|Publication number||US4214487 A|
|Application number||US 05/949,965|
|Publication date||Jul 29, 1980|
|Filing date||Oct 10, 1978|
|Priority date||Oct 8, 1977|
|Also published as||DE2745437A1, DE2745437B2, DE2745437C3|
|Publication number||05949965, 949965, US 4214487 A, US 4214487A, US-A-4214487, US4214487 A, US4214487A|
|Inventors||Dieter Husken, Ernst Steudle, Ulrich Zimmerman|
|Original Assignee||Kernforschungsanlage Julich Gesellschaft Mit Beschrankter Haftung|
|Export Citation||BiBTeX, EndNote, RefMan|
|Patent Citations (2), Referenced by (1), Classifications (9)|
|External Links: USPTO, USPTO Assignment, Espacenet|
The present invention relates to an apparatus for measuring the pressure in a very small volume, such as a biological cell or a capillary vessel. The apparatus has a space or chamber which is connected with a microcapillary tube, is pressure-tight, and is filled with a nearly incompressible medium, such as silicone oil or the like. To measure the pressure in the space, a device for converting the pressure into electrical values is connected to the space. A body, which partially displaces the medium and is movable from outside the space, extends into the space.
A heretofore known device of this type serves to measure the pressure in single-celled algae. With this heretofore known apparatus, the measured pressure allows a reading of the volume flow which occurs between the vacuole of the algae and the outside medium as the result of a hydrostatic and/or osmotic pressure difference in the non-stationary state. However, with this heretofore known apparatus it is not possible to avoid those errors in measurement which are attributable to the effects, though small, of the compressibility of the medium or also to the effect of temperature fluctuations on the volumetric change of the medium. The known apparatus is therfore limited in its use to relatively large cells, such as single-cell algae.
It is therefore an object of the present invention to provide an apparatus of the above described general type, according to which the effect of the compressibility of the medium located in the pressure-tight area, as well as other limiting factors, is largely eliminated, thus achieving a high accuracy of measurement.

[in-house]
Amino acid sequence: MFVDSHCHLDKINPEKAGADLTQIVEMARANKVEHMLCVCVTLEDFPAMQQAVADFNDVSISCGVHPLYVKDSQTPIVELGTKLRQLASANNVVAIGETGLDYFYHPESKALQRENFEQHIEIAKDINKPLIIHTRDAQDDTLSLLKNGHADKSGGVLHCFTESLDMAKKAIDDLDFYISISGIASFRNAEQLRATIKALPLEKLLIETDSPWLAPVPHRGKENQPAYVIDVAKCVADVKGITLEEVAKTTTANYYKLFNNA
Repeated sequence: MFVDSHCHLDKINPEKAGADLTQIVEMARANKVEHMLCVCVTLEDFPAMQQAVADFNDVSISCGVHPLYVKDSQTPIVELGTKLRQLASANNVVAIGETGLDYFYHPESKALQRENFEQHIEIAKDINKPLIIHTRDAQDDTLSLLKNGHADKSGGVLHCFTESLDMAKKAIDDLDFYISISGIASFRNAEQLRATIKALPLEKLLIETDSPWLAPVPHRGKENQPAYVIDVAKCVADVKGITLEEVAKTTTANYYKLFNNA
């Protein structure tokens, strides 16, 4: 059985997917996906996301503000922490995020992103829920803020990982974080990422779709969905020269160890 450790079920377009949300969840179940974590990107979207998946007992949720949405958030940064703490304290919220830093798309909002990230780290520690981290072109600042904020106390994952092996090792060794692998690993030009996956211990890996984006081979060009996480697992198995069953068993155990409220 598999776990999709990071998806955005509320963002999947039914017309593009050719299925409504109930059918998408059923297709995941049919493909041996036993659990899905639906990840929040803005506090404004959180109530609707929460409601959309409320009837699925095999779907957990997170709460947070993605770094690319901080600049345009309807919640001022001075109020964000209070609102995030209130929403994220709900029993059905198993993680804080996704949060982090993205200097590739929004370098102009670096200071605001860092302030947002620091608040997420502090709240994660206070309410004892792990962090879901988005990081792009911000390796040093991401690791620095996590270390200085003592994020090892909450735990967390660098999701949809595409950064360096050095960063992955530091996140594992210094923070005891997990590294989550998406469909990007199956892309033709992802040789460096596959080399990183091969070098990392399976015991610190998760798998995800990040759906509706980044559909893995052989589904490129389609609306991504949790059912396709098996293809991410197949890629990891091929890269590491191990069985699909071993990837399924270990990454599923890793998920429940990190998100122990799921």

This object, and other objects and advantages of the present invention, will appear more clearly from the following specification in connection with the accompanying drawing, in which:
FIG. 1 schematically illustrates an apparatus according to the present invention with a piece of tissue, the pressure of which is to be measured and which is located in a fluid bath; and
FIG. 2 is an enlargement of the encircled portion II of FIG. 1, showing the tip of the microcapillary tube piercing a cell.
The apparatus of the present invention is characterized primarily by a comparison or reference electrode, and another electrode which is arranged within the microcapillary tube and extends nearly to the opening of the microcapillary tube. The two electrodes are electrically connected to a control device which is connected with a drive for moving the body provided for partial displacement of the medium. The control device is designed in such a way that, by insertion or withdrawal of the body into the space, it regulates the interface (located in the microcapillary tube during the measuring process) between the medium and the fluid which penetrates the capillary tube from the volume of the cell. The regulation by the control device is a function not only of the measured value of the electrical resistance between the two electrodes as input variable, but also of a predetermined rated value of the resistance.